All discovered exocometary systems (Beta Pictoris, HR10, 51 Ophiuchi, HR 2174, 49 Ceti, Vulpeculae 5, 2 Andromedae, HD 21620, HD 42111, HD 110411, and more recently HD172555) are around very young A-type stars.
The exocomets are detected using spectroscopy when they transit their host stars. The transits of exocomets, like the transits of exoplanets, produce variations in the light received from the star. Changes are observed in the absorption lines of the stellar spectrum: the occultation of the star by the gas cloud coming from the exocomet produces additional absorption features, like those observed in the ionized calcium lines. The cometary gas comes from the evaporation of volatiles and dust ejected from the comet's nucleus heated when it comes close to the star.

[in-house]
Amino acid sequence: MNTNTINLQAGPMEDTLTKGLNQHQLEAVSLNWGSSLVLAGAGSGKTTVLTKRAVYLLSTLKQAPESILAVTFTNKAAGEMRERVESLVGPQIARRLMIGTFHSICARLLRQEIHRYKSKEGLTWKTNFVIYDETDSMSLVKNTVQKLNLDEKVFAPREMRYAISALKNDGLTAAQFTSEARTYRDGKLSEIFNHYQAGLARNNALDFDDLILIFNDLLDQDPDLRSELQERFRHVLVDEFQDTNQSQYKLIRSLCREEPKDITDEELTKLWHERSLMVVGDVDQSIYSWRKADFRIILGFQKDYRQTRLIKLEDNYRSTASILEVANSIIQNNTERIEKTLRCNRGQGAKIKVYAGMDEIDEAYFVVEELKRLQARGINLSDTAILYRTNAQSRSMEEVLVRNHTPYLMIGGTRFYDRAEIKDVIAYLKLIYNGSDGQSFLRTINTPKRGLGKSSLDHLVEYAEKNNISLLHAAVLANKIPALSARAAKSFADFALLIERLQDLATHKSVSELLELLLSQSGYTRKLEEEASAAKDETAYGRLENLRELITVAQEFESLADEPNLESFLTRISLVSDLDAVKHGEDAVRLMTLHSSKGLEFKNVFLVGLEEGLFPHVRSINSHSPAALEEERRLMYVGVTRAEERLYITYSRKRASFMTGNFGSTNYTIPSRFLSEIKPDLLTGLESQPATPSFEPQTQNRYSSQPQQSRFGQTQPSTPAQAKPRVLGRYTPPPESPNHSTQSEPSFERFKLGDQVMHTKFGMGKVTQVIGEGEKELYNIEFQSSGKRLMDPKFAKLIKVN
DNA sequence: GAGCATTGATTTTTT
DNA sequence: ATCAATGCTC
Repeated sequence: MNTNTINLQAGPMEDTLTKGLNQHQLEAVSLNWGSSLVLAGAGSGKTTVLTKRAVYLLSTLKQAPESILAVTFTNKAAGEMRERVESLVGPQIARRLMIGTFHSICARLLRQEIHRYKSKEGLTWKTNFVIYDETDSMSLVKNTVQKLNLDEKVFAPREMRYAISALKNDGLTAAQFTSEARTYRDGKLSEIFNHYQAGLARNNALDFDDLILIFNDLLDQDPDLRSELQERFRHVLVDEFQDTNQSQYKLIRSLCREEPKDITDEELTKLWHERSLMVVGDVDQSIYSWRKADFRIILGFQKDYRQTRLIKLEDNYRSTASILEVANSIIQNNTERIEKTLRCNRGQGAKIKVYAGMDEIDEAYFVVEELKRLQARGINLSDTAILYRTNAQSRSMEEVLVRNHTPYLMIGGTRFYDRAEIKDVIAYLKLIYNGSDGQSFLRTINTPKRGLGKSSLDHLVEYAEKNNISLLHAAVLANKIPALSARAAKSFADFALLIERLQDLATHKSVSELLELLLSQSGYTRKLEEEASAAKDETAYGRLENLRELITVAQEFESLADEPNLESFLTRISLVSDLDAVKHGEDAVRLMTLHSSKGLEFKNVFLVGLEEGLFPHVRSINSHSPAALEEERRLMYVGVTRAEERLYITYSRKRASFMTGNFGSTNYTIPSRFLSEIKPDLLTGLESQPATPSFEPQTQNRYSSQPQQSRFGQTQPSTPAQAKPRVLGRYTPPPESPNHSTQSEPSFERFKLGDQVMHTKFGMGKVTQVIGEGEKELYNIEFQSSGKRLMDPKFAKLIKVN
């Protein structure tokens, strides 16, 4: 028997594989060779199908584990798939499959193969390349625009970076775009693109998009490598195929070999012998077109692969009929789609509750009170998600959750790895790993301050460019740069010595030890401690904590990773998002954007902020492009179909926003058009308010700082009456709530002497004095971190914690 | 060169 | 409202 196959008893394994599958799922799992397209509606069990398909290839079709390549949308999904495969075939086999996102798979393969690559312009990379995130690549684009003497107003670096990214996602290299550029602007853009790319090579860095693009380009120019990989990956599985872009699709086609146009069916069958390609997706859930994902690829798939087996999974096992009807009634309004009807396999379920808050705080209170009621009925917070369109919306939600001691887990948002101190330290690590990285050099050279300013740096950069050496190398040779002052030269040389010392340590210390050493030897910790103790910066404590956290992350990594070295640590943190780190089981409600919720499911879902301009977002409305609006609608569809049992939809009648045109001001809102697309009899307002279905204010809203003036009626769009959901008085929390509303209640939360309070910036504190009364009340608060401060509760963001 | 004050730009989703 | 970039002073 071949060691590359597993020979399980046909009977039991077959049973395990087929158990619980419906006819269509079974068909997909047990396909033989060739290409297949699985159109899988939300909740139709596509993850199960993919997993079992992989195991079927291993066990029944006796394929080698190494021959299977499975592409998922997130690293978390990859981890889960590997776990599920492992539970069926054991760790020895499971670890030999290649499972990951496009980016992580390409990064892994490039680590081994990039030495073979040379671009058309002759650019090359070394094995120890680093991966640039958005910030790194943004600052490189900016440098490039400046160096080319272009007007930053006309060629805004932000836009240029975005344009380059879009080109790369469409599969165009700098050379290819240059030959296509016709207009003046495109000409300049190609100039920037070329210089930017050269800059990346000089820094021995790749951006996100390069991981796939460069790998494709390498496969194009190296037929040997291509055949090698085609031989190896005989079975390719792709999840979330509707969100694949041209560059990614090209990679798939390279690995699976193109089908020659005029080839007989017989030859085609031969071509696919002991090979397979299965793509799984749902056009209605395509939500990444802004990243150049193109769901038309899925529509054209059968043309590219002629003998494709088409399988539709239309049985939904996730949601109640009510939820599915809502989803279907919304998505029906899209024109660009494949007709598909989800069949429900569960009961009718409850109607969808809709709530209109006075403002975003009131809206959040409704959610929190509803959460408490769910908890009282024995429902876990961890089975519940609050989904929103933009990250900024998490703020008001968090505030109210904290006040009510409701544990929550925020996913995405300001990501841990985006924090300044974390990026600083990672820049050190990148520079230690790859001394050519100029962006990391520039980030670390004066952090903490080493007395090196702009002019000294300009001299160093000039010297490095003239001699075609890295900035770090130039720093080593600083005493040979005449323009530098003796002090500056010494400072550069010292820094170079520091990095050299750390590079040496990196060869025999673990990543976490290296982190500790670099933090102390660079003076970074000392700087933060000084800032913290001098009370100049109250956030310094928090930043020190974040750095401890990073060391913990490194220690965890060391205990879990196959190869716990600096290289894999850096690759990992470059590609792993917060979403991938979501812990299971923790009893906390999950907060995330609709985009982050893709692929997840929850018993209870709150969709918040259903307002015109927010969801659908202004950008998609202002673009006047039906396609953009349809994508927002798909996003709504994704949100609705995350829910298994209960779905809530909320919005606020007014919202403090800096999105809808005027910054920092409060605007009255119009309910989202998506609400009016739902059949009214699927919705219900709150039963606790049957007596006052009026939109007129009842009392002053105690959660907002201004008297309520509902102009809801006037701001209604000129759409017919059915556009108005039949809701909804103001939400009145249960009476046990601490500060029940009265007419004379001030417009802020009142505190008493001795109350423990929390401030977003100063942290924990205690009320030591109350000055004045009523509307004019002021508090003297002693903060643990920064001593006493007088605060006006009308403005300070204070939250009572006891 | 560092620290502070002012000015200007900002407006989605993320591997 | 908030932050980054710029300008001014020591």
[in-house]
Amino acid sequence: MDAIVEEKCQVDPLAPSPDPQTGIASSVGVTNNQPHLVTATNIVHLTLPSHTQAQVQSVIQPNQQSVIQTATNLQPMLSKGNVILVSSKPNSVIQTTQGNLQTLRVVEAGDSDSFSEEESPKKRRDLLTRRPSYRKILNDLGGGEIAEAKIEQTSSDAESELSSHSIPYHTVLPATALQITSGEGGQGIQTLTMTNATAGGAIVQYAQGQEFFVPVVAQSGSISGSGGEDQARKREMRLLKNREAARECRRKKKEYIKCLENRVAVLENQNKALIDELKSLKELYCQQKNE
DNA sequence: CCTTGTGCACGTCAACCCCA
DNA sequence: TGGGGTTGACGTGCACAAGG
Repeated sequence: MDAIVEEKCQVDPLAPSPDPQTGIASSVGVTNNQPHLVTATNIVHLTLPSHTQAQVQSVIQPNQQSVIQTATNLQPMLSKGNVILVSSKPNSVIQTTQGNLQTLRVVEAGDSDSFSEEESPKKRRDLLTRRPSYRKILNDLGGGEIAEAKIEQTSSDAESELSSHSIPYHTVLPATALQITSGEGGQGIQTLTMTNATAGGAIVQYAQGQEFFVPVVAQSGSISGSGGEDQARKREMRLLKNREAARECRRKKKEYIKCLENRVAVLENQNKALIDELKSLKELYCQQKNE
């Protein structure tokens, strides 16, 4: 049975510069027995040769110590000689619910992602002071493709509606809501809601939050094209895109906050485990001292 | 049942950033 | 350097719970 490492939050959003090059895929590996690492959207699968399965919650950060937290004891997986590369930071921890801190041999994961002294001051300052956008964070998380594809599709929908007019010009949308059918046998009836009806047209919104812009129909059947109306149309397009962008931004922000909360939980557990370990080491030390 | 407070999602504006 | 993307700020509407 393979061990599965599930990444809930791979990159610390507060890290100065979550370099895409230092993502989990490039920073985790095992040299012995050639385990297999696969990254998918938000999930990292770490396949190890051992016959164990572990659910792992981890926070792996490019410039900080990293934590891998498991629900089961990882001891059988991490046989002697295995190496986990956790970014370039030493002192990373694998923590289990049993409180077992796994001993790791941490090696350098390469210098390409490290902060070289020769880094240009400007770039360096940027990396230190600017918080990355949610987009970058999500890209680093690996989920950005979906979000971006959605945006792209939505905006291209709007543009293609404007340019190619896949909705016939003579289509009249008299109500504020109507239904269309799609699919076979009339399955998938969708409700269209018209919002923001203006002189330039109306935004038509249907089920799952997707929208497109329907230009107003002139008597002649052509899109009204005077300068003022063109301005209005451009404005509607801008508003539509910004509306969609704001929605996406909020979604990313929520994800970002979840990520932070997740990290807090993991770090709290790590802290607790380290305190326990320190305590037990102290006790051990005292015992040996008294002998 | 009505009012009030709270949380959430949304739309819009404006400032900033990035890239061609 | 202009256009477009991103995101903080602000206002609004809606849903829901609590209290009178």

Observations of comets, and especially exocomets, provide important elements for understanding planet formation. Indeed, in the standard model of planet formation by accretion, planets are the result of the agglomeration of planetesimals, themselves formed by the coalescence of dust from the protoplanetary disk surrounding the star shortly after its formation. Thus, comets are the residuals of the volatile-rich planetesimals that remained in the planetary system without having been incorporated into the planets. They are considered fossil bodies that have seen the physical and chemical conditions prevailing at the time of planet formation.